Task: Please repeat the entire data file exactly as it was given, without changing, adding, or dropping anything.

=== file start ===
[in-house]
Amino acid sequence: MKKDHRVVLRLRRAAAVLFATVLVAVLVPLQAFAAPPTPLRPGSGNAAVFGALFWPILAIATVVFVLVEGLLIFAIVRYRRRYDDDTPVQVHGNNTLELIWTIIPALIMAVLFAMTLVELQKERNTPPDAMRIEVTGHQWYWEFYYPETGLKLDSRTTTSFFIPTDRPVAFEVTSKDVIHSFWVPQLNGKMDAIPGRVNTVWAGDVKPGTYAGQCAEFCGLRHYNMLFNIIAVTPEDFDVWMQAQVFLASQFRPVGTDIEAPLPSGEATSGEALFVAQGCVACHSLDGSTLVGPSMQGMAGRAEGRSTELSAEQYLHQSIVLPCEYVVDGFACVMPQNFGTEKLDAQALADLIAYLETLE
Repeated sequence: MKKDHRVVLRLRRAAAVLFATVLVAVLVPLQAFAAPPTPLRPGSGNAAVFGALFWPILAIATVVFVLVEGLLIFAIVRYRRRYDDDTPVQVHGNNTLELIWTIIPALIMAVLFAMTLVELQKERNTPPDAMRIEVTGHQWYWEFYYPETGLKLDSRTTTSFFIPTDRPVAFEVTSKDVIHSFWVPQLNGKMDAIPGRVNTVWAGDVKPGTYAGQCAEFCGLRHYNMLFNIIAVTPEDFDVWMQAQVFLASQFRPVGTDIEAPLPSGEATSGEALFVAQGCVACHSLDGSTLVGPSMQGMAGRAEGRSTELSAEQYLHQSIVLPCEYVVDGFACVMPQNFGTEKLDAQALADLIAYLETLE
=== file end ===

[in-house]
Amino acid sequence: MKKDHRVVLRLRRAAAVLFATVLVAVLVPLQAFAAPPTPLRPGSGNAAVFGALFWPILAIATVVFVLVEGLLIFAIVRYRRRYDDDTPVQVHGNNTLELIWTIIPALIMAVLFAMTLVELQKERNTPPDAMRIEVTGHQWYWEFYYPETGLKLDSRTTTSFFIPTDRPVAFEVTSKDVIHSFWVPQLNGKMDAIPGRVNTVWAGDVKPGTYAGQCAEFCGLRHYNMLFNIIAVTPEDFDVWMQAQVFLASQFRPVGTDIEAPLPSGEATSGEALFVAQGCVACHSLDGSTLVGPSMQGMAGRAEGRSTELSAEQYLHQSIVLPCEYVVDGFACVMPQNFGTEKLDAQALADLIAYLETLE
Repeated sequence: MKKDHRVVLRLRRAAAVLFATVLVAVLVPLQAFAAPPTPLRPGSGNAAVFGALFWPILAIATVVFVLVEGLLIFAIVRYRRRYDDDTPVQVHGNNTLELIWTIIPALIMAVLFAMTLVELQKERNTPPDAMRIEVTGHQWYWEFYYPETGLKLDSRTTTSFFIPTDRPVAFEVTSKDVIHSFWVPQLNGKMDAIPGRVNTVWAGDVKPGTYAGQCAEFCGLRHYNMLFNIIAVTPEDFDVWMQAQVFLASQFRPVGTDIEAPLPSGEATSGEALFVAQGCVACHSLDGSTLVGPSMQGMAGRAEGRSTELSAEQYLHQSIVLPCEYVVDGFACVMPQNFGTEKLDAQALADLIAYLETLE